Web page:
Lizzi is headed west for law school and we had a goodbye dinner that I’ll never forget: she ordered both Ops and Roberta’s to McCarren Park and we got caught in the rain. I wouldn’t call the dining conditions ideal, but we made the best of it with a rain themed playlist, a towel turned tablecloth, lots of umbrellas, and rosé. The pizzas were of course delicious, and I got to have my favorite Roberta’s salad. On a more serious note, rain adversely affected businesses, who either had to close service for the day or stop mid service and quickly wrap things up. Building out rain proof set ups with umbrellas is expensive and time consuming.
Dale and I got to go cocktails at Sweet Science and their strawberry vodka lemonade is officially the only vodka cocktail I like. So refreshing with the fresh mint and basil.
Isa, Delia, Julia and I brought bagels to the park for a long overdue hang. We picked up bagels at Broadway Bagels and they were so good: fresh (no toasting required), and not too dense.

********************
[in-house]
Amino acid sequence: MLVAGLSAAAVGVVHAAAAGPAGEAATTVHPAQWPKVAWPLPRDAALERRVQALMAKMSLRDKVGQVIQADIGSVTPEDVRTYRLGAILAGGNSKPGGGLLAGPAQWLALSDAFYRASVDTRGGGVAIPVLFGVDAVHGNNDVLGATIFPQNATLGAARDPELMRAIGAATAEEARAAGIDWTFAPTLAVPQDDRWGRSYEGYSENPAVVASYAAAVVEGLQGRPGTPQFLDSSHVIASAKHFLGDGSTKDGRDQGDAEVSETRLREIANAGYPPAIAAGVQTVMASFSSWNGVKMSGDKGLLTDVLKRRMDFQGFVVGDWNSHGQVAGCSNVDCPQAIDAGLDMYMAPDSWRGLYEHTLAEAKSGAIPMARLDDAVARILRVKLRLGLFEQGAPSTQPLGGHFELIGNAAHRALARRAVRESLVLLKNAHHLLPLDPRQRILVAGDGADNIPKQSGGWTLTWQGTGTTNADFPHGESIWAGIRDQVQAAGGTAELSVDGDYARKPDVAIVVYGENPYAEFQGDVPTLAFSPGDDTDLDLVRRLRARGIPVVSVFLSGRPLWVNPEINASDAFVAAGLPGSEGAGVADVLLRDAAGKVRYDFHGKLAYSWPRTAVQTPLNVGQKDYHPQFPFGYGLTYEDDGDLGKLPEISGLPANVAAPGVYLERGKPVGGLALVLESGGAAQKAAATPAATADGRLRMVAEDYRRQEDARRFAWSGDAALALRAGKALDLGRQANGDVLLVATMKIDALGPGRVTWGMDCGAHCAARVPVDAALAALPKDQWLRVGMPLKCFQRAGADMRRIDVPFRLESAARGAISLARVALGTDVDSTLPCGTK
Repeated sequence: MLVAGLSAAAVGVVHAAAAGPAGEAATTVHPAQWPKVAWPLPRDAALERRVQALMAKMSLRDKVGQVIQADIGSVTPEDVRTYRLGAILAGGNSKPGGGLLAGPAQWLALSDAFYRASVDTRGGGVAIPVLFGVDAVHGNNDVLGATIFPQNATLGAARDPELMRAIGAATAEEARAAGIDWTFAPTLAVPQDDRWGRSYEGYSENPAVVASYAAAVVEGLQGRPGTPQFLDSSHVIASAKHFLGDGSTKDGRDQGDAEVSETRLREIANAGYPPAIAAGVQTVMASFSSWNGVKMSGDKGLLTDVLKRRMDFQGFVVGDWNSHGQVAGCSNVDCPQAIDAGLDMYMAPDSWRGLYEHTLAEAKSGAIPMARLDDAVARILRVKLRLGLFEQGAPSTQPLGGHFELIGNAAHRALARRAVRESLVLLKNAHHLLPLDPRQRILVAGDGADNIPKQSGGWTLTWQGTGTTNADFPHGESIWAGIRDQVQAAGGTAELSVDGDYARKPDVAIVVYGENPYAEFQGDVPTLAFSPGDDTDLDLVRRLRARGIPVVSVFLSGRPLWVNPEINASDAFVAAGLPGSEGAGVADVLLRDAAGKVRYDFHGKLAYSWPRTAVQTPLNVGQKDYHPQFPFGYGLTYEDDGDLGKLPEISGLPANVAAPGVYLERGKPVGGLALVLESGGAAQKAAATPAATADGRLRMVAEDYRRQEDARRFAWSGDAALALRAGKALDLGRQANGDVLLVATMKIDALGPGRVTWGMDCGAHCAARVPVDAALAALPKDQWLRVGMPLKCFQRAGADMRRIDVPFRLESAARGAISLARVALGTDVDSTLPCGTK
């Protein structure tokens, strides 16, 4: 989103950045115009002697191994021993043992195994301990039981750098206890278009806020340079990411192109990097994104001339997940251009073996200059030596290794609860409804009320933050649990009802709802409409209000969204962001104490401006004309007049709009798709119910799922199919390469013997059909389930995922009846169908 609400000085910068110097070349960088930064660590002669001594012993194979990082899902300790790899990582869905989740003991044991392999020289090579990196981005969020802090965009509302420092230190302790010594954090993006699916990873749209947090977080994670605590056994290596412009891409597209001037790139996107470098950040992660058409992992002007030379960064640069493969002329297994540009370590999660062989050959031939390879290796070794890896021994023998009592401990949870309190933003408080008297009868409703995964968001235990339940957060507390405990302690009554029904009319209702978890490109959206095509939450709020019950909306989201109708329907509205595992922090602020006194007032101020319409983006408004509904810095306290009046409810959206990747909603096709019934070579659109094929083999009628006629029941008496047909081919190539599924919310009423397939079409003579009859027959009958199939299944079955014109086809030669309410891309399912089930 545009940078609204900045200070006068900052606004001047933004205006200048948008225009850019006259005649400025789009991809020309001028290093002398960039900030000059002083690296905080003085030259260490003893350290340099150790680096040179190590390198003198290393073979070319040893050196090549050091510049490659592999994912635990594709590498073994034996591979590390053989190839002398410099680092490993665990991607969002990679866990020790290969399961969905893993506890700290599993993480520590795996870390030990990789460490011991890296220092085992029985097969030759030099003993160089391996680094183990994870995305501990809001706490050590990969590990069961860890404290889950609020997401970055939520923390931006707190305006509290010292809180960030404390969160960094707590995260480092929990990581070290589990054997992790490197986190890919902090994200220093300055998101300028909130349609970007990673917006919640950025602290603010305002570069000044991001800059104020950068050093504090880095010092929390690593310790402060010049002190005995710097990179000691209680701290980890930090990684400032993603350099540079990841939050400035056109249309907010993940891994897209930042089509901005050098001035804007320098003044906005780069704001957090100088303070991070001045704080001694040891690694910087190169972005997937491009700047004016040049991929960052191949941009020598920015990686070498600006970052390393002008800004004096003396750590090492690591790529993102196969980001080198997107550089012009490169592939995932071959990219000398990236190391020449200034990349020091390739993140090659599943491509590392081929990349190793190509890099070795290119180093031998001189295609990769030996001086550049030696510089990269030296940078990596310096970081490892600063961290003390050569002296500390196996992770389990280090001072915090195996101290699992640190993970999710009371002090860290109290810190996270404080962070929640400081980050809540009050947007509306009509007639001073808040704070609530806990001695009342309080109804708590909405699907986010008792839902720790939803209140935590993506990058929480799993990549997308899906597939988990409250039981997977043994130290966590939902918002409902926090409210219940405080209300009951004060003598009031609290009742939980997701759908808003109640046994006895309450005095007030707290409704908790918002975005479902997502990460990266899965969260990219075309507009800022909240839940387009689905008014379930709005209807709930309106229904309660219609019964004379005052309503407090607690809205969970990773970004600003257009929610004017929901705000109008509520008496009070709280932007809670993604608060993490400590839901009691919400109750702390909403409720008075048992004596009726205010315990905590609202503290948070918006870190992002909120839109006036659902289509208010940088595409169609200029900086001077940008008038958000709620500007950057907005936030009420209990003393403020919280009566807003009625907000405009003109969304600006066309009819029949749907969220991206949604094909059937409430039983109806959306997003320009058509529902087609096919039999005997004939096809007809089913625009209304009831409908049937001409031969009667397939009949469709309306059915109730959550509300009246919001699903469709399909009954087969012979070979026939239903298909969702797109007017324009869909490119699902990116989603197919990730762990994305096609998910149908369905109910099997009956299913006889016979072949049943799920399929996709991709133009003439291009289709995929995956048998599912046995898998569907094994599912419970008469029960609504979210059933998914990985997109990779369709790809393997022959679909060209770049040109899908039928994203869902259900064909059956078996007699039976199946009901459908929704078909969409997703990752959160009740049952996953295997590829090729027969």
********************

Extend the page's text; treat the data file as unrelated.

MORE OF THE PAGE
Now, Goya. The CEO of Goya, which is owned by a Spanish family, spoke at the White House, praising Trump’s leadership. This led to customer boycotts and a scramble for alternatives. For sazón, adobo, and more, try Eric Rivera’s Addo, which is based in Seattle and ships nationwide. I ordered sazón, trail mix, and hot sauce. Loisa also sells these blends and has very clear politics. On a mass level, Badía and La Flor are options and AOC shared a recipe. For beans, A Dozen Cousins has seasoned beans and Rancho Gordo sells dried ones. I also like Ducal refried beans, but don’t know their politics. There are other companies like Amy’s Organic, Progresso, La Costeña, Trader Joe’s store brand, and others mentioned here. Eden Organics made headlines for not wanting to cover birth control for female employees so I’d avoid them.